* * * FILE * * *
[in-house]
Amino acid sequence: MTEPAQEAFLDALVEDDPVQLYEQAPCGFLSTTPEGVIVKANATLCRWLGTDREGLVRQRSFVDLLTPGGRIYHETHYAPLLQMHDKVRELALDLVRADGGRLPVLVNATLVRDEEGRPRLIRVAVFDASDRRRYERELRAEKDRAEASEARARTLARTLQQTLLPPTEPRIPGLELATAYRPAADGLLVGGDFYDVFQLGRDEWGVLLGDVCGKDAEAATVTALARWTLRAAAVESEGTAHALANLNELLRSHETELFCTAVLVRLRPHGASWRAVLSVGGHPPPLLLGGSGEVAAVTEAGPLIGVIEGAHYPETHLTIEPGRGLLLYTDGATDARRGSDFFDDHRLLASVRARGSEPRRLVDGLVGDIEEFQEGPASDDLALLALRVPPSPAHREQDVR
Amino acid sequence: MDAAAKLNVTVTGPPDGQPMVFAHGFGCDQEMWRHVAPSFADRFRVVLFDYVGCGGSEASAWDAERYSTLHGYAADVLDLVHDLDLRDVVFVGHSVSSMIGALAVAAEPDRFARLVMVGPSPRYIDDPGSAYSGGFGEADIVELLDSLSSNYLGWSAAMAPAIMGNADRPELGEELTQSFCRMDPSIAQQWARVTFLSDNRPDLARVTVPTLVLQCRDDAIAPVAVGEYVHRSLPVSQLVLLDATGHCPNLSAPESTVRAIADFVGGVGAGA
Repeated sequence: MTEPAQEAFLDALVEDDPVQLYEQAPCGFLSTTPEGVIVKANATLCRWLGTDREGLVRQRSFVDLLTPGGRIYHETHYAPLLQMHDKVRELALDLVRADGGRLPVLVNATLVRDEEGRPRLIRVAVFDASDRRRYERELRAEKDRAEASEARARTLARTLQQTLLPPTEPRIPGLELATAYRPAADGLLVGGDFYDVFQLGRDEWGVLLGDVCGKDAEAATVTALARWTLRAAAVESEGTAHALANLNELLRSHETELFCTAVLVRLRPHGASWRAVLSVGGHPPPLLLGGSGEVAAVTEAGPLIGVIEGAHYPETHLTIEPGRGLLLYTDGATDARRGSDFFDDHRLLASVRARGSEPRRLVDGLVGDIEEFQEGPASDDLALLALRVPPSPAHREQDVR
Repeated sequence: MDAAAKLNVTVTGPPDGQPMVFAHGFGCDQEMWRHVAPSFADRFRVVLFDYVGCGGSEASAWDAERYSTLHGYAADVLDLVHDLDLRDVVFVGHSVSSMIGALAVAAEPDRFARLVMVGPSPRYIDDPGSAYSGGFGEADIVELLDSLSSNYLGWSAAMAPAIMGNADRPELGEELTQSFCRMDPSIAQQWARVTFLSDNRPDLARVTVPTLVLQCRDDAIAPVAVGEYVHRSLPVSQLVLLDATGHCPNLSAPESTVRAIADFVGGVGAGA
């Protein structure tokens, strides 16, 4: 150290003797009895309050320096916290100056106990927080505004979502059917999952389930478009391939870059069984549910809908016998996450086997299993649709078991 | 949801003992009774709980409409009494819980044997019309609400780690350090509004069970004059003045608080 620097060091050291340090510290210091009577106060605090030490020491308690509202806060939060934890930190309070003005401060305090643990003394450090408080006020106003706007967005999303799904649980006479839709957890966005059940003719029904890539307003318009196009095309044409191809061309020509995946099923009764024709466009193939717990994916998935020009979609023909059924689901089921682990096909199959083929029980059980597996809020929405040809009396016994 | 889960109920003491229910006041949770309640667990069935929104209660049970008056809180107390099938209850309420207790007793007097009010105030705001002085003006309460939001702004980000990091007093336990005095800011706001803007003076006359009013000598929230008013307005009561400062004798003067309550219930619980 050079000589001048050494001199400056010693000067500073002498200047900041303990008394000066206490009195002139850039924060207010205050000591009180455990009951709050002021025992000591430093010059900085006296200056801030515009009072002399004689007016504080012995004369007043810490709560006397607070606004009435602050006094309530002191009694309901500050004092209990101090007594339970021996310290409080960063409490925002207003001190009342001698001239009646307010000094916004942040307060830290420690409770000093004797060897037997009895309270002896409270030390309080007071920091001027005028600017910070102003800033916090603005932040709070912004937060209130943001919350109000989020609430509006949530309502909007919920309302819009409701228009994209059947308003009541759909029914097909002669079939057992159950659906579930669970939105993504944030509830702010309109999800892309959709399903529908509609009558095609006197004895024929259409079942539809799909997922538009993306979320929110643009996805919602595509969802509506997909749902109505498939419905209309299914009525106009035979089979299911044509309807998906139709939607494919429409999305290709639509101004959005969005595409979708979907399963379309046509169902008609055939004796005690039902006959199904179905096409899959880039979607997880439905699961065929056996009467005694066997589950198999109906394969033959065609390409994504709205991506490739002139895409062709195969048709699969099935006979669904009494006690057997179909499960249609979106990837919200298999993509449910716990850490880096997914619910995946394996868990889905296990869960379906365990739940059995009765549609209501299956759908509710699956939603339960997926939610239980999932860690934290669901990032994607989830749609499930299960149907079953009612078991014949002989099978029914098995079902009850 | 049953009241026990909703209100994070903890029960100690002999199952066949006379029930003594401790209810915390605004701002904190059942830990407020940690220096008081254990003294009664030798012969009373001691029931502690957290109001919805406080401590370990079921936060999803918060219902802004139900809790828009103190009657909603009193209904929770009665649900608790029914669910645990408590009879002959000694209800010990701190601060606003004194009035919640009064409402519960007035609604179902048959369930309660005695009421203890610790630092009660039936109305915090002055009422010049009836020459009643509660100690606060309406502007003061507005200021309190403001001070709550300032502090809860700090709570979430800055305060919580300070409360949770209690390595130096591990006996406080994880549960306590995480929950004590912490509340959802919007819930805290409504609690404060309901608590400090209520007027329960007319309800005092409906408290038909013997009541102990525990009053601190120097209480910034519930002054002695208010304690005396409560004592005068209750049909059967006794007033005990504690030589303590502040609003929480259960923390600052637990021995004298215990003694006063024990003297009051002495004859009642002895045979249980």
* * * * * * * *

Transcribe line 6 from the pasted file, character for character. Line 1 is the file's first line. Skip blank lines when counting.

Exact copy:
């Protein structure tokens, strides 16, 4: 150290003797009895309050320096916290100056106990927080505004979502059917999952389930478009391939870059069984549910809908016998996450086997299993649709078991 | 949801003992009774709980409409009494819980044997019309609400780690350090509004069970004059003045608080 620097060091050291340090510290210091009577106060605090030490020491308690509202806060939060934890930190309070003005401060305090643990003394450090408080006020106003706007967005999303799904649980006479839709957890966005059940003719029904890539307003318009196009095309044409191809061309020509995946099923009764024709466009193939717990994916998935020009979609023909059924689901089921682990096909199959083929029980059980597996809020929405040809009396016994 | 889960109920003491229910006041949770309640667990069935929104209660049970008056809180107390099938209850309420207790007793007097009010105030705001002085003006309460939001702004980000990091007093336990005095800011706001803007003076006359009013000598929230008013307005009561400062004798003067309550219930619980 050079000589001048050494001199400056010693000067500073002498200047900041303990008394000066206490009195002139850039924060207010205050000591009180455990009951709050002021025992000591430093010059900085006296200056801030515009009072002399004689007016504080012995004369007043810490709560006397607070606004009435602050006094309530002191009694309901500050004092209990101090007594339970021996310290409080960063409490925002207003001190009342001698001239009646307010000094916004942040307060830290420690409770000093004797060897037997009895309270002896409270030390309080007071920091001027005028600017910070102003800033916090603005932040709070912004937060209130943001919350109000989020609430509006949530309502909007919920309302819009409701228009994209059947308003009541759909029914097909002669079939057992159950659906579930669970939105993504944030509830702010309109999800892309959709399903529908509609009558095609006197004895024929259409079942539809799909997922538009993306979320929110643009996805919602595509969802509506997909749902109505498939419905209309299914009525106009035979089979299911044509309807998906139709939607494919429409999305290709639509101004959005969005595409979708979907399963379309046509169902008609055939004796005690039902006959199904179905096409899959880039979607997880439905699961065929056996009467005694066997589950198999109906394969033959065609390409994504709205991506490739002139895409062709195969048709699969099935006979669904009494006690057997179909499960249609979106990837919200298999993509449910716990850490880096997914619910995946394996868990889905296990869960379906365990739940059995009765549609209501299956759908509710699956939603339960997926939610239980999932860690934290669901990032994607989830749609499930299960149907079953009612078991014949002989099978029914098995079902009850 | 049953009241026990909703209100994070903890029960100690002999199952066949006379029930003594401790209810915390605004701002904190059942830990407020940690220096008081254990003294009664030798012969009373001691029931502690957290109001919805406080401590370990079921936060999803918060219902802004139900809790828009103190009657909603009193209904929770009665649900608790029914669910645990408590009879002959000694209800010990701190601060606003004194009035919640009064409402519960007035609604179902048959369930309660005695009421203890610790630092009660039936109305915090002055009422010049009836020459009643509660100690606060309406502007003061507005200021309190403001001070709550300032502090809860700090709570979430800055305060919580300070409360949770209690390595130096591990006996406080994880549960306590995480929950004590912490509340959802919007819930805290409504609690404060309901608590400090209520007027329960007319309800005092409906408290038909013997009541102990525990009053601190120097209480910034519930002054002695208010304690005396409560004592005068209750049909059967006794007033005990504690030589303590502040609003929480259960923390600052637990021995004298215990003694006063024990003297009051002495004859009642002895045979249980």